Predicted to be this year’s biggest blockbuster turkey, John Carter could just be the latest in a long line of box office flops. Coming in with a bloated budget of $300m, and based on Edgar Rice Burroughs’ novel A Princess of Mars, it’s been marked for failure since the weekend when it took in just $35m. 

But latest reports show that despite predictions of a $150m loss for Disney, it may not be that bad, as it seems to be going down well in non-US markets, as well as the potential DVD and download sales – leading experts to believe that maybe there’s still hope of the film breaking even, or potentially even making a small profit.

So, maybe not the biggest movie disaster of all time – so what is? Let’s find out by taking a look at some of the most memorable all-time worst box office flops.

 

Waterworld (1995)The superstitious among us might have gotten a bad feeling about this film almost from the start, with the set being destroyed by hurricanes, stuntmen being lost at sea, the firing of a composer, and rumors of “the two Kevins” getting in a bust-up (well, Costner either fired director Kevin Reynolds, or he walked out, maybe we’ll never know), but the worst signaller was the out-of-control budget. In fact, so much was spent on the budget of this movie, that the state of Hawaii’s economy was boosted by $35m – at least it was good for something, huh? Waterworld cost $175 million to make, and is one of the most memorable blockbuster turkeys, although, most people don’t realize it did eventually make a profit – eventually. It just took a while. And it won a Golden Raspberry (and was nominated for four).
Catwoman (2004)An atrociously bad film, but at least Halle Berry looked hot, right? It lost $18m at the box office (which isn’t actually too bad compared to some of the flops on this list). Can you believe that 28 writers claimed to be involved with writing the script… yet none of them came up with ONE good line?! This film was awarded four Golden Raspberries out of seven nominations.

Halle Berry collected the Razzies herself, and this is what she said: “First of all, I want to thank Warner Brothers. Thank you for putting me in a piece of shit, god-awful movie . . . It was just what my career needed.”
The Love Guru (2008)This was one Mike Meyers movie which didn’t go down so well. After his early-mid ‘90s success, it kind of went a bit wrong, as this tale of an Indian psychotherapist coaching a famous hockey player in-the-name-of-love, goes to show. Bit of a disaster really, taking in under $14m on its opening weekend. Hardly anyone remembers it, and (almost) nobody likes it. The end.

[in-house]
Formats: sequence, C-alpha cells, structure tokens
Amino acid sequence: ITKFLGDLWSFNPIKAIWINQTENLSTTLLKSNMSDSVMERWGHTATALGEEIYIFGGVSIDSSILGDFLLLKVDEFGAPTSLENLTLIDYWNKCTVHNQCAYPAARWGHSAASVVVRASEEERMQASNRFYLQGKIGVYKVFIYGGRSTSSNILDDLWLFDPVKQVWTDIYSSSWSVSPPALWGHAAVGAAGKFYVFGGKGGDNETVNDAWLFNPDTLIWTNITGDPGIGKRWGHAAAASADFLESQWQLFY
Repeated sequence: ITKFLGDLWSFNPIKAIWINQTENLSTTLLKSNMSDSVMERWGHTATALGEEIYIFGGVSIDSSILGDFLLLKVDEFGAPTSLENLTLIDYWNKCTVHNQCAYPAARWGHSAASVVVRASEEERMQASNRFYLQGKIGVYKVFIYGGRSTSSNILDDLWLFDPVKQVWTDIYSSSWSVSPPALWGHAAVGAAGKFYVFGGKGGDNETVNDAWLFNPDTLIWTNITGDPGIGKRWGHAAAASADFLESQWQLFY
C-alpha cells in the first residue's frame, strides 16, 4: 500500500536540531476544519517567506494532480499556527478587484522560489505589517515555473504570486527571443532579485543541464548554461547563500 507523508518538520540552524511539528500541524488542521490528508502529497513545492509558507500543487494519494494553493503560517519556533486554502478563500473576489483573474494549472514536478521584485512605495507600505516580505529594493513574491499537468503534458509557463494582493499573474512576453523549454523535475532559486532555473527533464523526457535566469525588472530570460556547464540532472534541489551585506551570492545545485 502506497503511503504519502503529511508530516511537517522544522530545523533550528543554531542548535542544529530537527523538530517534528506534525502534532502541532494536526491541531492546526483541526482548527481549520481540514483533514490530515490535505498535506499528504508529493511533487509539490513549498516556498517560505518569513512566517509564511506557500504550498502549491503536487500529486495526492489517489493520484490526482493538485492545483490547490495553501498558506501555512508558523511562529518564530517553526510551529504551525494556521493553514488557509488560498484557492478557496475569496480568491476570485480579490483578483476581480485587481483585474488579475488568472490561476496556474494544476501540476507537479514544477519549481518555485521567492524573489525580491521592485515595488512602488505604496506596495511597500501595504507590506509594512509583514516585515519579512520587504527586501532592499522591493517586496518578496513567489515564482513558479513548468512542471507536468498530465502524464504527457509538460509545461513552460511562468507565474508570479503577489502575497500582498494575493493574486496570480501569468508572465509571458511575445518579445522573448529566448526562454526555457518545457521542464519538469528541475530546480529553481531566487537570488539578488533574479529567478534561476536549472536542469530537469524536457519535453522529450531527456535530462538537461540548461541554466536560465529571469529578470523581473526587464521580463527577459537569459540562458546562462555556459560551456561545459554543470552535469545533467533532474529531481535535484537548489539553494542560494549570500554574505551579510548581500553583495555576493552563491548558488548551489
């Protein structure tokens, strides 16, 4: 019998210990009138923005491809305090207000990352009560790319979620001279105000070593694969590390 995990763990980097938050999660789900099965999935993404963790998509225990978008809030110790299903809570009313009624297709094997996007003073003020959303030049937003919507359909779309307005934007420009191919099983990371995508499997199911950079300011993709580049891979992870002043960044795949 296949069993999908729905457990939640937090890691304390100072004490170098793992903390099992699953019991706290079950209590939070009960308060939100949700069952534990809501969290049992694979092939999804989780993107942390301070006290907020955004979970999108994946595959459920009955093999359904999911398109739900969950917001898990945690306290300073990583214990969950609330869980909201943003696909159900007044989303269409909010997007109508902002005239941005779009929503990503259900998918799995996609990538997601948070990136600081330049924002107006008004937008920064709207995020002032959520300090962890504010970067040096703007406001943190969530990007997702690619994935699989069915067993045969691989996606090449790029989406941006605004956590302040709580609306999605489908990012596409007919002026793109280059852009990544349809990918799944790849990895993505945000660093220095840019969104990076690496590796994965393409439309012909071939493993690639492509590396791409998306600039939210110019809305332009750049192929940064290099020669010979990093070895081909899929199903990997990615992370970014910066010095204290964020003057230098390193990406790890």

Speed 2: Cruise Control (1997)Keanu Reeves said no to this movie. Why? Because for one, he’d read the script, and he saw it for what it was. Sandra Bullock, however (not always known for having the best choice in roles), did make it back to the Speed sequel, with the promise that her pet project Hope Floats, would be greenlit as a result. But did anyone stop to consider that maybe setting this movie on a BOAT might have been a bad idea?! Where’s the friggin’ tension? Well, despite that, it did eventually turn a profit after its worldwide release.
The Adventures of Pluto Nash (2002)The story of Pluto Nash actually began in the ‘80s, and went through a lot of rewrites before finally going into production around 20 years later. Jennifer Lopez actually turned this movie down, leaving Rosario Dawson and Eddie Murphy to star. The story takes place in the future, and Murphy plays a man struggling to keep control of his nightclub from some space mafia… or something. The Adventures of Pluto Nash lost $92m and Murphy later joked: “I know two or three people that liked this movie.”
Treasure Planet (2002)Originally pitched alongside The Little Mermaid, Treasure Planet was cast aside in favour of the little red-haired fish woman with the cute little purple shell bra. But unfortunately, the idea came back around again in the late ‘90s and Disney must have been a little short of ideas that year, because Treasure Planet – an animated space version of “Treasure Island” – got the green light. It took four and-a-half years to produce, and it took even longer for Disney to get their money back on this one – but, at least they did get it back. Reviews aren’t all bad for this film, bit of a mixed bag, really, even managing to be nominated for Best Animated Feature at the Oscars. Spirited Away won, though – YAY!!!